The Morrison Government’s public sector bargaining policy is failing workers, the economy and the wider community.
Agencies having to grapple with the policy now are attempting to remove from agreements both consultation rights, and paid leave for staff to support charity work in the community.
The CPSU has been advised that these moves are the direct result of the Morrison Government’s unfair and misguided public sector bargaining policy. The bargaining policy cements low wage growth by dictating that the maximum pay rise available to any APS employee is tied to the plummeting wage price index for the private sector. This is not just bad for APS employees who have already suffered a wage freeze under this Government, it’s bad for the economy and workers everywhere, as even the Reserve Bank Governor has recognised.
The Department of Prime Minister and Cabinet and the National Indigenous Australians Agency have both proposed removing certain staff consultation rights. Furthermore, the Prime Minister’s own Department, Prime Minister & Cabinet, refuses to guarantee paid leave for staff
affected by family violence, or staff who do the vital work of volunteers on the front lines of disaster, and is looking to remove the paid support for charity work in the community that PM&C currently provide.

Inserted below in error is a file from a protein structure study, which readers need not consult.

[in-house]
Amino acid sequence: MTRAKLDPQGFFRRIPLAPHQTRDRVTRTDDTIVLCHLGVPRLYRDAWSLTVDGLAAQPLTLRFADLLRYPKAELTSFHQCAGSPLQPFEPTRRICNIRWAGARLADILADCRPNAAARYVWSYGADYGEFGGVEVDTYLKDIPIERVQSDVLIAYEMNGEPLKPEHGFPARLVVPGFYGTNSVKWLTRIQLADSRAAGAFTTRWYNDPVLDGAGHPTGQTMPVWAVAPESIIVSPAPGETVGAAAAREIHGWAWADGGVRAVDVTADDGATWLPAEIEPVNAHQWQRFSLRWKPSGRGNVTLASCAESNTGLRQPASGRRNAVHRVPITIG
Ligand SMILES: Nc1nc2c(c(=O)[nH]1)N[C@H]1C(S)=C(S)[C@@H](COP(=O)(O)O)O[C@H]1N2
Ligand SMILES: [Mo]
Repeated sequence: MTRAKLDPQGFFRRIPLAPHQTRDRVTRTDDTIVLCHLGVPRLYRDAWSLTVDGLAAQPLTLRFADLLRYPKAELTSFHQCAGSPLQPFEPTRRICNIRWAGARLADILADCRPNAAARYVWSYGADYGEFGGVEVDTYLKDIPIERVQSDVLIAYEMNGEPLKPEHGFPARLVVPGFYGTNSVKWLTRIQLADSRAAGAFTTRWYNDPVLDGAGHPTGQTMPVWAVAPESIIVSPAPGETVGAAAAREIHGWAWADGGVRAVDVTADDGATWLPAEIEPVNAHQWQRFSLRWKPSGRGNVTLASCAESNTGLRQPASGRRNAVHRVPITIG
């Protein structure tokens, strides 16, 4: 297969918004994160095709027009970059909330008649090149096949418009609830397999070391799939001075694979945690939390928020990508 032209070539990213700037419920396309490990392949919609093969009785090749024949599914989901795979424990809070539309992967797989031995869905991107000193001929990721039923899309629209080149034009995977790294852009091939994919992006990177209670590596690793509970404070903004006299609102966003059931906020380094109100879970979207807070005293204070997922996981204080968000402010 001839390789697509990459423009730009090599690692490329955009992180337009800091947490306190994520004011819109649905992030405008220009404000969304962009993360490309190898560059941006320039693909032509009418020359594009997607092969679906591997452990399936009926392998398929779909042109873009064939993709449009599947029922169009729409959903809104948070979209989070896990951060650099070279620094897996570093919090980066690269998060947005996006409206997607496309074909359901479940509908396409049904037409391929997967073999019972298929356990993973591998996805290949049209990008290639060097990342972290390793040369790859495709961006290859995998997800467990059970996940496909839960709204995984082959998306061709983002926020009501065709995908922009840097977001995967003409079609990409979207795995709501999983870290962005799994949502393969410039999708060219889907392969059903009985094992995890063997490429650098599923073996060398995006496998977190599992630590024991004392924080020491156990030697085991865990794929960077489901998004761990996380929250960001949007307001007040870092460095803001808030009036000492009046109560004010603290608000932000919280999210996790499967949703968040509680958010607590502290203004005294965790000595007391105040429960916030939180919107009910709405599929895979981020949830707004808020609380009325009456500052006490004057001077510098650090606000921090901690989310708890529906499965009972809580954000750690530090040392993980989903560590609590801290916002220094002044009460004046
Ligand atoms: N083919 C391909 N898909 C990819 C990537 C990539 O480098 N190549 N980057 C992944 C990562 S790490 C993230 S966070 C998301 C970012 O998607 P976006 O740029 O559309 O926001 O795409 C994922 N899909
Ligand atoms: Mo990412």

QUOTES ATTRIBUTABLE TO CPSU NATIONAL Secretary Melissa Donnelly:
‘On every issue, the Prime Minister says one thing and does the opposite. He says he supports the vital work of volunteers- then interferes with the ability of people to do that work in their communities.
‘He says he supports women’s right to be safe – but impedes agencies from guaranteeing the paid Family and Domestic Violence leave that we know is a crucial support for women attempting to leave unsafe situations.
‘He says he wants the economy to bounce back but he hampers that recovery by keeping wage growth down.’
‘The Prime Minister doesn’t hold a hose – and apparently, he doesn’t want his staff to either.’
‘This is Scott Morrison’s problem to solve. Public sector staff who supported the community through one of the most trying years in our history want one simple thing: for the Prime Minister to do his job so that they can keep doing theirs.’